Let me preface this article by saying that we’re not SEO experts. But additionally, I would like to express some skepticism about the SEO industry and those that will claim to be experts. The thing is that the web might be visualized as a giant collection of documents, much like a giant library.
And, like a card catalog, a search engine makes an index of the web. These indexes are important partly because it makes the searching fast. This is, of course, an amazing service. But there is a significant amount of trust that occurs between users and creators of indexes for other reasons.
Imagine, for example, a librarian that lacks integrity and happens to hate John Lennon. Now imagine that this librarian leaves the Lennon books on the shelf, but removes any mention of “John Lennon” from the card catalog. Key word searches are engineered to draw blanks for “Imagine” and “the Beatles” and even “Yoko Ono.” Author’s that wrote favourable biographies are expunged from the author index and author’s that wrote scathing criticisms of Lennon and his music are included in the index. You can imagine the impact that this kind of indexing might have on the community of library users. An index, after all, is a kind of map. And maps are powerful shapers of behaviour.
This is the power that the overlords of indexes, and maps, have always had. And this is why some people, if they have the money, prefer to keep their own index of the library. But for those of us who don’t have this kind of money, let’s at least remember the difference between the map and the terrain.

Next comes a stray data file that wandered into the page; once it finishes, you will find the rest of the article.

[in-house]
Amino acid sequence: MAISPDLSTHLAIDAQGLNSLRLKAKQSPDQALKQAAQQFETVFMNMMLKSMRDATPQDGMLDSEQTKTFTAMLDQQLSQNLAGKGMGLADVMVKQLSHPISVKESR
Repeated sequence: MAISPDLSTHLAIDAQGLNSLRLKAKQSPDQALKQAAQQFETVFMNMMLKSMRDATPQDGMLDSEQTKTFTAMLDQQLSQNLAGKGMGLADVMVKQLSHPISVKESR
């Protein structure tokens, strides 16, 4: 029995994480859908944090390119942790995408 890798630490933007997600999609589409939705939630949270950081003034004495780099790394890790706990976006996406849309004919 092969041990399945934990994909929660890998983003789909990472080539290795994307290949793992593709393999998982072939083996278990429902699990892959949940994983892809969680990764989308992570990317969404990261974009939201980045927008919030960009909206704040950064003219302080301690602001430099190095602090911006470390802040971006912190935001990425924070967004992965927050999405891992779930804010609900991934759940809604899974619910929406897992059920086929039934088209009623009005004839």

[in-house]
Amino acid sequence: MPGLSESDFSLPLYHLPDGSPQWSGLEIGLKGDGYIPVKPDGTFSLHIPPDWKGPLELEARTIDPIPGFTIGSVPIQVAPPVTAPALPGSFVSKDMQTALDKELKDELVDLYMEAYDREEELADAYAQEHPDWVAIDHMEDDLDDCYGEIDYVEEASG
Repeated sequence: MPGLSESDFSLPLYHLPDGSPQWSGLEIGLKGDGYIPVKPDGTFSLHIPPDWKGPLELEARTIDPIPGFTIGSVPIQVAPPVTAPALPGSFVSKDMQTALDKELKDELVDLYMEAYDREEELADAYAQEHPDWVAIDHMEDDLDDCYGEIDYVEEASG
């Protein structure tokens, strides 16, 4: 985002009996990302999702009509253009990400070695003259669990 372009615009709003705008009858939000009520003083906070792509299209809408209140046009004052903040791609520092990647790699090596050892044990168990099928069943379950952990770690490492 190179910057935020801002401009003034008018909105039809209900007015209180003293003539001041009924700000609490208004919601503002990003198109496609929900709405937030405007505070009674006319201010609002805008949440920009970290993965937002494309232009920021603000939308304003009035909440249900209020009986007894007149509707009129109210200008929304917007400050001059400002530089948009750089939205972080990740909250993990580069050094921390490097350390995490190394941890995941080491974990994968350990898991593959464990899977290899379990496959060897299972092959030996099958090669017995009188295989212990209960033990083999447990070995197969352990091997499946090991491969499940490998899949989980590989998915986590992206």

Well, with the advent of modern indexing and searching capacities, like the kind Google provides, there has been a shift to allowing users to have input into the way websites get indexed. This is a positive thing because it shares the responsibility of making a good index with the community of users. Now, of course, what constitutes “good” in the context of an index is a highly loaded issue. And while we depend less on the integrity and politics of a single librarian, we still depend on the politics and integrity of the users and the keepers of the index. But the traditional library wasn’t a locus for business and overt politics. I think. The point, is that being just findable in theory is not really enough these days.
The reason is illustrated by searching for the term “SEO”. You get almost one billion Google hits. We submitted a new sitemap to Google when we added this article to our website, and this article is no doubt one of those hits. But seriously, no one is going to find their way to our little article on SEO via a search. And, importantly, that’s not why we wrote it.
And this is getting to the heart of it. Some people spend a lot of time figuring out complex methods to try to boost their rankings and their SEO. You can call it “being strategic” or you can call it “gaming the system.” But a lot of these techniques lose their efficacy as Google and other indexers adapt to account for the strategies of their users that don’t reflect their values and interests.
Adhere to basic best practices, produce good content, get backlinks, and, promote your site
That’s it. We think that if you follow some basic best practices, produce content that is in the public interest, and let people know your site exists, then you’re going to do well.
We’ll eventually publish a more detailed list. In the mean time, here’s the key points:
- produce good content that is of interest to people; write what you know,
- develop backlinks from other websites in good standing (backlinks is yoda-speak for a link to your site)
- develop good habits around the use of the title and alt attributes for photo content, and using title attributes for the links you make,
- use descriptive titles for posts, and write descriptive excerpts
- use categories and tags (pretend you’re a scientist)
- develop traffic by making sure your web address is available on your marketing collateral as well as at your social network hubs.